modelsMutationTaster2 still uses 3 different models, one for alterations that do not cause any amino acid ( without_aee), one for simple substitutions ( simple_aae), and one for those changes that cause more complex changes in the aa sequence of the resulting peptide, such as a frameshift or a shifted start ATG ( complex_aae).
training setsThe following table shows the composition of the data sets used to train the classifier. We used all available alterations that fulfilled our criteria (status 'disease mutation' in HGMD Pro or polymorphism confirmed by at least 4 carriers of this genotype in the 1000 Genomes Project (TGP) - variants that appeared in both groups were discarded). For the web-version, the classifier was trained with all alterations suitable for the given model; alterations of the less frequent type were fed several times into the training to reach equal frequencies of disease mutations and polymorphisms. See below for the composition of the cross-validation data sets.
|model||n (polymorphisms)||n (disease mutations)||comments|
|without_aae||6807269||122238||each disease mutation was used 55 times in the training of the web version (56 times in the cross-validation)|
|simple_aae||20967||151542||each polymorphism was used 7 times in the training of the web version and in the cross-validation|
|complex_aae||2340||123213||each polymorphism was used 52 times in the training of the web version (57 times in the cross-validation)|
results of the cross-validation
|1||1800 known disease mutations from HGMD Pro (disease state = DM [disease mutation])|
|1800 harmless polymorphisms from the 1000 genomes project (each of the 3 possible genotypes found in at least 50 samples)*|
|2||1800 known disease mutations from ClinVar (disease state = pathogenic) [not with MutationTaster1]|
|1800 harmless polymorphisms from the 1000 genomes project (each of the 3 possible genotypes found in at least 50 samples) [not with MutationTaster1]*|
We submitted these alterations to the web interfaces of PolyPhen-2 (HumVar and HumDiv), SIFT, PROVEAN, MutationTaster2, and MutationTaster1 by entering the DNA change via the chromosomal position. Since these variants (on DNA level) might cause different substitutions in different transcripts, we extracted the one result corresponding to the amino acid exchange from the testset. If there were several results for the amino acid exchange in question, we used the first result. Since some variants could not be analysed by all programs (or at least did not return the required amino acid substitution), we randomly selected 1300(ClinVar)/1100(HGMD) disease mutations and 1300(ClinVar)/1100(HGMD) polymorphisms out of the 2381 (HGMD) or 2814 (ClinVar) variants for which all programs gave predictions. We then compared the predictions for these 2600/2200 test cases.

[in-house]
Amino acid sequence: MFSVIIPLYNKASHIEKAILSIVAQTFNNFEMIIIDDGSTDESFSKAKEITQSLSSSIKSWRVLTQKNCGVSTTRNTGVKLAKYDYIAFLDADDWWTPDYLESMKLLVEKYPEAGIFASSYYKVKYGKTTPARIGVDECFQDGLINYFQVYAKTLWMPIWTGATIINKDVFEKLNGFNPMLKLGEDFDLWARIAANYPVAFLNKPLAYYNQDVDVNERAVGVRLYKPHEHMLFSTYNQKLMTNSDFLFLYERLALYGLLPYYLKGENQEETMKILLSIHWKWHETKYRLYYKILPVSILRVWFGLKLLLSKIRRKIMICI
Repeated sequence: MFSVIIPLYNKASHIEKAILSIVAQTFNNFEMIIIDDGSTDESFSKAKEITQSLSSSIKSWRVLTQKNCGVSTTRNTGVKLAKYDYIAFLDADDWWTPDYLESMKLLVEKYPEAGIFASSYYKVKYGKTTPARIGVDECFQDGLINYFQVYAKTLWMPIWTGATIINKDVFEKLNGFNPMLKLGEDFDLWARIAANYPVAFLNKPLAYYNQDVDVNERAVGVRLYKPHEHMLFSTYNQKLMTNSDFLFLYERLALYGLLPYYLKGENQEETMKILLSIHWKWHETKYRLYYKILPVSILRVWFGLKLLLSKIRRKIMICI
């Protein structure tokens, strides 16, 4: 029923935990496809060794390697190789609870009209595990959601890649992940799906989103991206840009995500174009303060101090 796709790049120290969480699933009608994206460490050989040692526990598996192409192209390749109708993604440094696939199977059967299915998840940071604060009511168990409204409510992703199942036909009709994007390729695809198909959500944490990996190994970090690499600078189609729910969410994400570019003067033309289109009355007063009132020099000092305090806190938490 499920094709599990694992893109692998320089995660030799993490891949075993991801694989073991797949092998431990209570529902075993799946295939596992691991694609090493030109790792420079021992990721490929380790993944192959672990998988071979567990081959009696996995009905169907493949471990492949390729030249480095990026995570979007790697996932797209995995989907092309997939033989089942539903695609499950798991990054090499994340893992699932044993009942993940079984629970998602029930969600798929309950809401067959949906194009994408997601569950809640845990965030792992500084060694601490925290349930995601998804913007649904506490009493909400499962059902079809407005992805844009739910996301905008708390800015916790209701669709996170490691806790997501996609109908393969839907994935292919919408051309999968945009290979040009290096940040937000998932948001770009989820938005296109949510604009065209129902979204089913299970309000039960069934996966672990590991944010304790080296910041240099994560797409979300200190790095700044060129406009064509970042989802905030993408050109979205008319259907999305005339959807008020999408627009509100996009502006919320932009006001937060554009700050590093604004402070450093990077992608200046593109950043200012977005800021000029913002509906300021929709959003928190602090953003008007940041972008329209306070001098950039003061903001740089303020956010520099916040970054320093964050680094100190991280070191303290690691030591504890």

results of the cross-comparison
|1000 genomes and HGMD Pro|
|1000 genomes and ClinVar|
MutationTaster2 displays automatic predictions for known harmless polymorphisms from the 1000 Genomes Project and known disease mutations from NCBI ClinVar. For the comparison of MutationTaster2 with the other tools, we did not consider the automatically displayed prediction (which is per se correct - or at least the same as our prior) but the actual prediction made by the classifier, which is reflected by the probability-value. (An automatic prediction with a probability below 0.5 means that MutationTaster2 would predict the other case if it would not consider the known outcome of this variant.) The performance of MutationTaster on real life data, where known polymorphisms / disease mutations are recognised, is hence even better than the accuracy shown here. Please see our example using a real exome to evaluate the use of MutationTaster!
These results suggest a bias towards mutations with a more obvious
effect on the protein in ClinVar (as of February 2013) because all
programs perform better on the ClinVar data set. See the ClinVar set and the single results.
For copyright reasons, we are unable to reproduce the list of disease mutations obtained from HGMD Professional as text, but we can offer the predictions for the disease mutations and polymorphisms as images. We also provide the results as a comprehensive text file, but here the identities of the HGMD disease mutations are replaced by sequential numbers.
We also provide detailed statistics about the consensus among the different tools for the HGMD data set.
This plot shows the receiver operating characteristics for the
comparison using the HGMD/TGP dataset. Please note that these plots
are intended to set a threshold to discriminate signals from noise -
or, in case of score-based predictiors, to find an optimal cut-off
value between disease mutations and polymorphisms.
MutationTaster2 does not return a 'score' but only a boolean prediction (disease causing or not) plus a confidence score for this prediction. This kind of plot is hence not very useful to determine the performance of MutationTaster2 (it would indeed be very useful to determine cut-off values for continuous values, e.g. for predictions only based on PhyloP or PhastCons).
We know, however, that in many articles ROC curves are used to compare tools such as MutationTaster2 and hence include these curves to show that MutationTaster2 has, as its predecessor, a higher area under curve (AUC).
Non-synonymous, synonymous, and non-coding variants
only variants leading to single amino acid substitutions
dataMutationTaster's results can be interactively inspected: http://doro.charite.de/temp/vcf_7890_1559988265/progress.html.